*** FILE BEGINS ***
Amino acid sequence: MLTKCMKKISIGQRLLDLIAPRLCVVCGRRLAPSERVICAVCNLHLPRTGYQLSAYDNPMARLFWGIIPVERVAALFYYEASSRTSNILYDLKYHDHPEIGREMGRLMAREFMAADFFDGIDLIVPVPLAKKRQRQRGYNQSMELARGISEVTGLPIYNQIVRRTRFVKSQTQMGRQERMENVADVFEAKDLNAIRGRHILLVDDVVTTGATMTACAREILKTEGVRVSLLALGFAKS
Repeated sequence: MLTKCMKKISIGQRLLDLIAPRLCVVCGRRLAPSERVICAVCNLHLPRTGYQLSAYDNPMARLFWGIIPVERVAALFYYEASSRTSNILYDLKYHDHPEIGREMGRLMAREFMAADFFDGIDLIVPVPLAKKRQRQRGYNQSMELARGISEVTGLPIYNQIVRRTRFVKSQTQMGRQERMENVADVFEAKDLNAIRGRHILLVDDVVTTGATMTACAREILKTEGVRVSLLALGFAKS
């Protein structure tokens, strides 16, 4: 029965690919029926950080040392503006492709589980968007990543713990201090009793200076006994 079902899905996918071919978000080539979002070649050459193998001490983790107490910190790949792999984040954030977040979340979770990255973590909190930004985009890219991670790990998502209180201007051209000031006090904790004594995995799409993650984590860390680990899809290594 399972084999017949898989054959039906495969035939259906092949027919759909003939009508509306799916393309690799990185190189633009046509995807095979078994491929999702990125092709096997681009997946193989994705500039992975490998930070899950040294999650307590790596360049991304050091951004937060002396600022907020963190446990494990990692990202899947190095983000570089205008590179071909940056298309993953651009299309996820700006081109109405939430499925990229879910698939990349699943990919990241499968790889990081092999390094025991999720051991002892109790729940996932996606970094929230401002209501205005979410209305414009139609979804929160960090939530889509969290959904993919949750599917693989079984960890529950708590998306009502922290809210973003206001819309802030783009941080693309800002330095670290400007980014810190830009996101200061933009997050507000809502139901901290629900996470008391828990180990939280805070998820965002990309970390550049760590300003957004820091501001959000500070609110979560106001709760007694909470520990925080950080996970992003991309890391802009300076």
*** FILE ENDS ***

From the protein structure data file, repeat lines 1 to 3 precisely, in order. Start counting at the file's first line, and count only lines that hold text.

Amino acid sequence: MLTKCMKKISIGQRLLDLIAPRLCVVCGRRLAPSERVICAVCNLHLPRTGYQLSAYDNPMARLFWGIIPVERVAALFYYEASSRTSNILYDLKYHDHPEIGREMGRLMAREFMAADFFDGIDLIVPVPLAKKRQRQRGYNQSMELARGISEVTGLPIYNQIVRRTRFVKSQTQMGRQERMENVADVFEAKDLNAIRGRHILLVDDVVTTGATMTACAREILKTEGVRVSLLALGFAKS
Repeated sequence: MLTKCMKKISIGQRLLDLIAPRLCVVCGRRLAPSERVICAVCNLHLPRTGYQLSAYDNPMARLFWGIIPVERVAALFYYEASSRTSNILYDLKYHDHPEIGREMGRLMAREFMAADFFDGIDLIVPVPLAKKRQRQRGYNQSMELARGISEVTGLPIYNQIVRRTRFVKSQTQMGRQERMENVADVFEAKDLNAIRGRHILLVDDVVTTGATMTACAREILKTEGVRVSLLALGFAKS
């Protein structure tokens, strides 16, 4: 029965690919029926950080040392503006492709589980968007990543713990201090009793200076006994 079902899905996918071919978000080539979002070649050459193998001490983790107490910190790949792999984040954030977040979340979770990255973590909190930004985009890219991670790990998502209180201007051209000031006090904790004594995995799409993650984590860390680990899809290594 399972084999017949898989054959039906495969035939259906092949027919759909003939009508509306799916393309690799990185190189633009046509995807095979078994491929999702990125092709096997681009997946193989994705500039992975490998930070899950040294999650307590790596360049991304050091951004937060002396600022907020963190446990494990990692990202899947190095983000570089205008590179071909940056298309993953651009299309996820700006081109109405939430499925990229879910698939990349699943990919990241499968790889990081092999390094025991999720051991002892109790729940996932996606970094929230401002209501205005979410209305414009139609979804929160960090939530889509969290959904993919949750599917693989079984960890529950708590998306009502922290809210973003206001819309802030783009941080693309800002330095670290400007980014810190830009996101200061933009997050507000809502139901901290629900996470008391828990180990939280805070998820965002990309970390550049760590300003957004820091501001959000500070609110979560106001709760007694909470520990925080950080996970992003991309890391802009300076």